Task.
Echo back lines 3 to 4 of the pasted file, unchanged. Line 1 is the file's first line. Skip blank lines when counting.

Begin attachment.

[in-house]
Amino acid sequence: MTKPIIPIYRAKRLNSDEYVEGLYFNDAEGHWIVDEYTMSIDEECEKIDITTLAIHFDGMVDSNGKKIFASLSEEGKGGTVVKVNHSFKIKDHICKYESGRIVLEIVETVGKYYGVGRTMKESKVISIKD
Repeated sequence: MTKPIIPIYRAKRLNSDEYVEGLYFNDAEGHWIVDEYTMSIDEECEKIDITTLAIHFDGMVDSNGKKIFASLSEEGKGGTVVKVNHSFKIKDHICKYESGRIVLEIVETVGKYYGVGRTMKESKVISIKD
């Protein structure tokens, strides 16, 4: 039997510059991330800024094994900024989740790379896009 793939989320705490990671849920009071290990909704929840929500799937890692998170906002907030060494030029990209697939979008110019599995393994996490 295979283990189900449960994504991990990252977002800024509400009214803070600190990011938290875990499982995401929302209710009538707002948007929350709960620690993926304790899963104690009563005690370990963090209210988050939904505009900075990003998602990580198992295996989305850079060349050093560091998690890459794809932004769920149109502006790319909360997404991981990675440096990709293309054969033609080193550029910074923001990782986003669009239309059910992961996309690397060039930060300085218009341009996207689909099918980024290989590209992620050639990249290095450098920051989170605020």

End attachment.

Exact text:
Repeated sequence: MTKPIIPIYRAKRLNSDEYVEGLYFNDAEGHWIVDEYTMSIDEECEKIDITTLAIHFDGMVDSNGKKIFASLSEEGKGGTVVKVNHSFKIKDHICKYESGRIVLEIVETVGKYYGVGRTMKESKVISIKD
């Protein structure tokens, strides 16, 4: 039997510059991330800024094994900024989740790379896009 793939989320705490990671849920009071290990909704929840929500799937890692998170906002907030060494030029990209697939979008110019599995393994996490 295979283990189900449960994504991990990252977002800024509400009214803070600190990011938290875990499982995401929302209710009538707002948007929350709960620690993926304790899963104690009563005690370990963090209210988050939904505009900075990003998602990580198992295996989305850079060349050093560091998690890459794809932004769920149109502006790319909360997404991981990675440096990709293309054969033609080193550029910074923001990782986003669009239309059910992961996309690397060039930060300085218009341009996207689909099918980024290989590209992620050639990249290095450098920051989170605020």